Financial Daily from THE HINDU group of publications
Monday, Dec 13, 2004
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Beyond the festival
AS the Ninth International Film Festival of Kerala (IFFK) got under way in Thiruvananthapuram, there was a huge scramble among film lovers to grab a bite from the tantalising menu of 171 films from 50 countries on offer. Enthusiasm is ruling high, as the organisers reported having given out over 4,500 passes by the time the show opened.
However, this enthusiasm appears to remain confined to cinema buffs and the organisers basking in the limelight. One indication of discontent was the conspicuous absence of the office-bearers of the Association of Malayalam Movie Artistes (AMMA) at the inaugural ceremony.
In contrast, the Malayalam Cine Technicians' Association (MACTA) was in full bloom, having conceived and staged the inaugural show. The other players in the industry, like the Kerala Film Producers Association, the Film Distributors Association (Kerala), the Kerala Film Exhibitors Federation and the Kerala Cine Exhibitors Association, are lying low too.
A few months ago, when the Malayalam film industry was nearly split over the participation of artistes in non-film stage entertainment shows, many of those now seen at IFFK 2004 were at each other's throats. Then, the Kerala Film Chamber of Commerce had decided to withdraw its nominees to the Kerala State Chalachitra Academy general council in protest against the cooperation extended by the Academy Chairman, T.K. Rajiv Kumar, to a "star nite" programme in Kochi.
Behind all this bitterness is the sorry plight of the Malayalam film industry. At the height of the standoff between film artistes and producers a few months ago, Siyad Kokker, President of the Kerala Film Chamber, had told this paper that the current year, 2004, may see just about 25 to 30 films hitting the silver screen. In 2003, the industry had produced only 60 films, down from around 120 in 1999.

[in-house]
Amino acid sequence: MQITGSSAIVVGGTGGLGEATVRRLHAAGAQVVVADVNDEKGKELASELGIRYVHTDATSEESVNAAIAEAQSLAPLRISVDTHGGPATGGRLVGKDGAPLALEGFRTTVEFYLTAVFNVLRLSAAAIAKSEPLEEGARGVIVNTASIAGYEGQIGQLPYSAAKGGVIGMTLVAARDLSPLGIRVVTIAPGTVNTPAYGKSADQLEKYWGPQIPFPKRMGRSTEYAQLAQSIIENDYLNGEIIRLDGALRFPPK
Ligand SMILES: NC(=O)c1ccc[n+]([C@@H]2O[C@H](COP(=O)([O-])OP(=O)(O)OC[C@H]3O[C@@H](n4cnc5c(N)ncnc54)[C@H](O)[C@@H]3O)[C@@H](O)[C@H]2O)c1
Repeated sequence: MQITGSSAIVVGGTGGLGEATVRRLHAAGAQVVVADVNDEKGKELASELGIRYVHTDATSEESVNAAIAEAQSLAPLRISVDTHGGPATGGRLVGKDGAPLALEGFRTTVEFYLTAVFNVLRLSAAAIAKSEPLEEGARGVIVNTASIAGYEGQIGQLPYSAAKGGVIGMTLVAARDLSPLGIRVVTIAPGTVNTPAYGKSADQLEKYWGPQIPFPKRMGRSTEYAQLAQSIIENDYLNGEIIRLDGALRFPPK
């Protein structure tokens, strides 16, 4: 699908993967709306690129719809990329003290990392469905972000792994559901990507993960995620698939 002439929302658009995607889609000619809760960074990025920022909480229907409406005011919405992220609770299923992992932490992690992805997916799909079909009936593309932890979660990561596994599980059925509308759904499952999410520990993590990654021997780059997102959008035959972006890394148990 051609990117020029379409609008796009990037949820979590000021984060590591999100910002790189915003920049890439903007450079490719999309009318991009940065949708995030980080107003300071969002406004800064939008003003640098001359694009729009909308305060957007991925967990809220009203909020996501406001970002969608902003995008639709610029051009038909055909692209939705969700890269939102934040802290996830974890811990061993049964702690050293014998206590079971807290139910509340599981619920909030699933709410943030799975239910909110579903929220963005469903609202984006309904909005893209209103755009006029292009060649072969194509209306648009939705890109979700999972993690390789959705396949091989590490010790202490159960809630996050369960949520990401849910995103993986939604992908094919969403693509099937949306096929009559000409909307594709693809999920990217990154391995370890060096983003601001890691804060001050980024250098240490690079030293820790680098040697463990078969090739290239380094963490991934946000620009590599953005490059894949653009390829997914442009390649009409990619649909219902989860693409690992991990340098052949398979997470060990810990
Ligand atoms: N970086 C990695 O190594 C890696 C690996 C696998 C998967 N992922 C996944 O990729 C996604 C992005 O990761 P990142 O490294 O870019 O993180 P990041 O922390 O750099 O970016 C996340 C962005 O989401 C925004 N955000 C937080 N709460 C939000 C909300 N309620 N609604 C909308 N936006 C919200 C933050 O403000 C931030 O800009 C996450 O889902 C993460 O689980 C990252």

The cost of producing a Malayalam film has risen significantly over the past few years. "It takes about Rs 1-1.5 crore to make a film without casting any superstars. For films with superstars, the cost is over Rs 2 crore," Kokker said. To recover investments, non-star films need to run at least 50 days in the cinema halls of the main cities, while films featuring superstar need to complete a minimum of 100 days screening. This, according to industry watchers, rarely happens in Kerala nowadays.
The plain fact is fewer people are going to the movies. "The number of people who would go to a theatre to watch films has come down by 50 per cent in Kerala," film director K.G. George, President of MACTA, pointed out to this paper's correspondent. He cited the poor quality of theatres in the State, rampant piracy and the absence of meaningful films as the main factors that forced people to remain indoors, glued to their TV sets.
Of these factors, the one that could perhaps be best addressed by the State Government is the status of cinema halls. The Kerala Cine Exhibitors Association estimates that the number of theatres in Kerala has come down to 1,009, from over 1,400 in the late 1980s. As the rest of urban India is fast discovering, multiplex theatre complexes are a safe bet to lure back the crowds. But Kerala is yet to have its first multiplex.
By according industry status to film-making and funnelling back to the industry some of the revenue from the 48 per cent entertainment tax levied, the State government can do its bit to revive Malayalam cinema.
Then perhaps we can start believing the Chief Minister, Oommen Chandy, who, while inaugurating IFFK 2004, expressed the government's willingness to give all possible assistance to the Malayalam film industry.
The writer can be contacted at firstname.lastname@example.org
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